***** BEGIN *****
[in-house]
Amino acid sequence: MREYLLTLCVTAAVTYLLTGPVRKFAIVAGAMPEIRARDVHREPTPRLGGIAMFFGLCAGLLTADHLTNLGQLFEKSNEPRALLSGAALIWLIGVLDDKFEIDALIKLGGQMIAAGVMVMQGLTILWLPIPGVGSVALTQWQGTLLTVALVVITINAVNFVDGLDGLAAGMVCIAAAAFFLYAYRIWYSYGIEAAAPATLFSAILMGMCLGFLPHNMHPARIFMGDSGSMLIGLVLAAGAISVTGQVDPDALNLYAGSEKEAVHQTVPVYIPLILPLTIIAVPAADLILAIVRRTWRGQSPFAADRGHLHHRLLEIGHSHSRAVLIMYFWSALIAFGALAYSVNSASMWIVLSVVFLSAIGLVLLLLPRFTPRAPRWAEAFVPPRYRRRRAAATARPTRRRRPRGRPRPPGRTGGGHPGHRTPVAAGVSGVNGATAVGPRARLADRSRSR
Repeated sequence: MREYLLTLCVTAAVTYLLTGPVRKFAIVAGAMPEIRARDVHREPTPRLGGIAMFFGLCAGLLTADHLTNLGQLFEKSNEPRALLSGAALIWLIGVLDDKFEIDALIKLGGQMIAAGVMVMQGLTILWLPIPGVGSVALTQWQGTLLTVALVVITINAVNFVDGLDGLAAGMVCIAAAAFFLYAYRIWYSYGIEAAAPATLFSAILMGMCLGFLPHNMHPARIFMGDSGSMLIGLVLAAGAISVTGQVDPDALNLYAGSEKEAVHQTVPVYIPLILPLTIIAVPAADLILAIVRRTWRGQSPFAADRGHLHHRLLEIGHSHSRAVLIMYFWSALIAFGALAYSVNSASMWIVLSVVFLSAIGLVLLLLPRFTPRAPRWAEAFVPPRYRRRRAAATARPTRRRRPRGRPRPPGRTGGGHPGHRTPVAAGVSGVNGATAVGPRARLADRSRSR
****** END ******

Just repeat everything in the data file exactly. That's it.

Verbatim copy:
[in-house]
Amino acid sequence: MREYLLTLCVTAAVTYLLTGPVRKFAIVAGAMPEIRARDVHREPTPRLGGIAMFFGLCAGLLTADHLTNLGQLFEKSNEPRALLSGAALIWLIGVLDDKFEIDALIKLGGQMIAAGVMVMQGLTILWLPIPGVGSVALTQWQGTLLTVALVVITINAVNFVDGLDGLAAGMVCIAAAAFFLYAYRIWYSYGIEAAAPATLFSAILMGMCLGFLPHNMHPARIFMGDSGSMLIGLVLAAGAISVTGQVDPDALNLYAGSEKEAVHQTVPVYIPLILPLTIIAVPAADLILAIVRRTWRGQSPFAADRGHLHHRLLEIGHSHSRAVLIMYFWSALIAFGALAYSVNSASMWIVLSVVFLSAIGLVLLLLPRFTPRAPRWAEAFVPPRYRRRRAAATARPTRRRRPRGRPRPPGRTGGGHPGHRTPVAAGVSGVNGATAVGPRARLADRSRSR
Repeated sequence: MREYLLTLCVTAAVTYLLTGPVRKFAIVAGAMPEIRARDVHREPTPRLGGIAMFFGLCAGLLTADHLTNLGQLFEKSNEPRALLSGAALIWLIGVLDDKFEIDALIKLGGQMIAAGVMVMQGLTILWLPIPGVGSVALTQWQGTLLTVALVVITINAVNFVDGLDGLAAGMVCIAAAAFFLYAYRIWYSYGIEAAAPATLFSAILMGMCLGFLPHNMHPARIFMGDSGSMLIGLVLAAGAISVTGQVDPDALNLYAGSEKEAVHQTVPVYIPLILPLTIIAVPAADLILAIVRRTWRGQSPFAADRGHLHHRLLEIGHSHSRAVLIMYFWSALIAFGALAYSVNSASMWIVLSVVFLSAIGLVLLLLPRFTPRAPRWAEAFVPPRYRRRRAAATARPTRRRRPRGRPRPPGRTGGGHPGHRTPVAAGVSGVNGATAVGPRARLADRSRSR